Handling image loading and error state in Next.js

A guide on how to use placeholder and onError props in Next.js

Wednesday, November 17, 2021

loading timber

How to create a loading and error state placeholder for images?

TL;DR

Check the full code here

Long version


Creating a basic image

next/image provides an easy way to create an image.


However, we still need to configure some properties to cater to our specific needs, such as:

  • A placeholder when loading
  • An error placeholder when the image fails to load

The GIF below shows what a user will see for an image loaded using a slow internet connection.

GIF

It gives the impression that something is wrong with our app.


How to handle the loading state?

Simply adding the placeholder and blurDataURL will do the trick.


The code will yield the following result:

GIF

There's a brief delay before the placeholder is loaded because even the placeholder image is needed to be fetched from the server.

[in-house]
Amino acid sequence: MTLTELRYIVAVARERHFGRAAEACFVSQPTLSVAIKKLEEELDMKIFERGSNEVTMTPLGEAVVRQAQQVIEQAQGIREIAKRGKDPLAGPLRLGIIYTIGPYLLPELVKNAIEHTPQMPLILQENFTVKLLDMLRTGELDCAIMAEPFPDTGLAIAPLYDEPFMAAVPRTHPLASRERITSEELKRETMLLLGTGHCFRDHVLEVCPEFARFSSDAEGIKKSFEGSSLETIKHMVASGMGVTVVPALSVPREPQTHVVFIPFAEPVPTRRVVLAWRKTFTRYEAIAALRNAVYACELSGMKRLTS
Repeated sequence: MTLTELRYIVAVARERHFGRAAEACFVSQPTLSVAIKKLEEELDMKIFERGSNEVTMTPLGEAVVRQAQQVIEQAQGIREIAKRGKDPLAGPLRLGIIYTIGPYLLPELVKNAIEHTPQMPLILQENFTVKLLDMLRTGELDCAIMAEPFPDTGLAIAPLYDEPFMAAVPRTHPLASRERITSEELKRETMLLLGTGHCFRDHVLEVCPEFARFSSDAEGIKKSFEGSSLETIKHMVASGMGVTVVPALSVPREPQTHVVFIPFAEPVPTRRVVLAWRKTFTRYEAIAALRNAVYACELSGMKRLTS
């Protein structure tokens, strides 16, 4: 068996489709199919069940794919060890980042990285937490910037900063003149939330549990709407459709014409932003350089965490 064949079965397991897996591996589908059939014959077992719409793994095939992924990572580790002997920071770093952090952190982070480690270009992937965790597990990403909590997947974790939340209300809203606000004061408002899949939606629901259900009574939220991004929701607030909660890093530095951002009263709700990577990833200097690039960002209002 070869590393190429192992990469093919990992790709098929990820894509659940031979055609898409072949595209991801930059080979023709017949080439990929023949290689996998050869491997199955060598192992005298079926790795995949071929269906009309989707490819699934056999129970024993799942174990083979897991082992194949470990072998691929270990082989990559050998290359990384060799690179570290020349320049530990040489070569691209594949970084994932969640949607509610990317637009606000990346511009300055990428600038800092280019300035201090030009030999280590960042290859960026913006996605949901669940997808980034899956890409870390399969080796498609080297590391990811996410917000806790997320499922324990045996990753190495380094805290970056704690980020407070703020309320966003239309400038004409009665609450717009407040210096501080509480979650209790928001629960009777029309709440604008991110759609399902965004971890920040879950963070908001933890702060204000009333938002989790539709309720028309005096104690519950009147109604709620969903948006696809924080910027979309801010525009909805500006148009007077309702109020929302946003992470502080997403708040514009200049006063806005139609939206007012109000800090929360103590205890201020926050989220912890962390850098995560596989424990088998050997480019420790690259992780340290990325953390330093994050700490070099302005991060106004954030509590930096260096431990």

If we need to make sure that there's an immediate placeholder to the image, refer to this guide on how to create a dynamic image placeholder

The good thing is that once the placeholder image is loaded, all other images that use the same asset will display the placeholder immediately.

GIF

What happens if there's an error when loading the image

One possibility is that the user will stare at the placeholder for eternity.

GIF

Or this sadder version which shows the alt and much space.

GIF

It is not fun to see too much unnecessary space, is it?



How to display another image during an error state?

We can replace the value of src with the path to error image in the onError callback when an error happens.


GIF

I believe it's much better.


Putting all the code together

To make the behavior easy to replicate, we can create a custom image component.



Conclusion

When a web application displays many images, it is a good idea to give immediate feedback to the user of what is happening. One way to address this is to use an alternate image to show the current state of an image.